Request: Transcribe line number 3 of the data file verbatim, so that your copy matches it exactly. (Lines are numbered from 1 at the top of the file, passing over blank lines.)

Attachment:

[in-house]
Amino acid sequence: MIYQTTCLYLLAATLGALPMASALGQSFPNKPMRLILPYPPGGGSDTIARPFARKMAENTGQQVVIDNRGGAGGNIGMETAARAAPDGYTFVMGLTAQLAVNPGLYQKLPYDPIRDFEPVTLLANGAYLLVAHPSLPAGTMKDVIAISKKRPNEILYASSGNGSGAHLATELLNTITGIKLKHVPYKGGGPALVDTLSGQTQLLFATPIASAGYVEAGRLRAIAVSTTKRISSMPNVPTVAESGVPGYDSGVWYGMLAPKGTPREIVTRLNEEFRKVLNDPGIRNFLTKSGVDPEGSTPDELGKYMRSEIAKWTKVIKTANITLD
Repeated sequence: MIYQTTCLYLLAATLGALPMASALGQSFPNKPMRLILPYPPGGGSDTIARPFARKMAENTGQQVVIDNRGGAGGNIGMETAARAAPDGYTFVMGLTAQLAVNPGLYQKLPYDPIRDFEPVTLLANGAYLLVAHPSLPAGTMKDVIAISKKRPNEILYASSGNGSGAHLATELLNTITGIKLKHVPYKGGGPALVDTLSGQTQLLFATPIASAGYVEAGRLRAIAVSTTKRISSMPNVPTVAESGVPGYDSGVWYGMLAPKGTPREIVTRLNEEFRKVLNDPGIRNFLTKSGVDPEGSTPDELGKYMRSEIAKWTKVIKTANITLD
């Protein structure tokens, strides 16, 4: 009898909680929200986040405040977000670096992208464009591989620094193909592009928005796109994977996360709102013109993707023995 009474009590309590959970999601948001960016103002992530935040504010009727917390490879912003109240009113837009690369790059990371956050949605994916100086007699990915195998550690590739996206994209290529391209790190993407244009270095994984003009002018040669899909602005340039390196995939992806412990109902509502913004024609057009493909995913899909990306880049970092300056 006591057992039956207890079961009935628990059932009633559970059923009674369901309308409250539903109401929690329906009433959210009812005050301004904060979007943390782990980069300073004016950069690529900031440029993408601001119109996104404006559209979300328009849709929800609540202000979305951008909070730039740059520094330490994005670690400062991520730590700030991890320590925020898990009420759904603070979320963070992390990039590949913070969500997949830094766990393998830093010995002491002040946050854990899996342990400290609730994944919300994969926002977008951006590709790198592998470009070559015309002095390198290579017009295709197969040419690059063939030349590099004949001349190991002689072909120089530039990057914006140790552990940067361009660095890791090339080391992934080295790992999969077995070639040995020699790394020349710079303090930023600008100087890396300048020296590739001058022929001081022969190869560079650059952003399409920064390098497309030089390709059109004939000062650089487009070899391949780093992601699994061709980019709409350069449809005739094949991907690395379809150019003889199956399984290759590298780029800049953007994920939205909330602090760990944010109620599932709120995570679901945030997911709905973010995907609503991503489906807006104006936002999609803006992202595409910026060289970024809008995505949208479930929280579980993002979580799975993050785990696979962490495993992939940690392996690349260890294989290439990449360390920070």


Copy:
Repeated sequence: MIYQTTCLYLLAATLGALPMASALGQSFPNKPMRLILPYPPGGGSDTIARPFARKMAENTGQQVVIDNRGGAGGNIGMETAARAAPDGYTFVMGLTAQLAVNPGLYQKLPYDPIRDFEPVTLLANGAYLLVAHPSLPAGTMKDVIAISKKRPNEILYASSGNGSGAHLATELLNTITGIKLKHVPYKGGGPALVDTLSGQTQLLFATPIASAGYVEAGRLRAIAVSTTKRISSMPNVPTVAESGVPGYDSGVWYGMLAPKGTPREIVTRLNEEFRKVLNDPGIRNFLTKSGVDPEGSTPDELGKYMRSEIAKWTKVIKTANITLD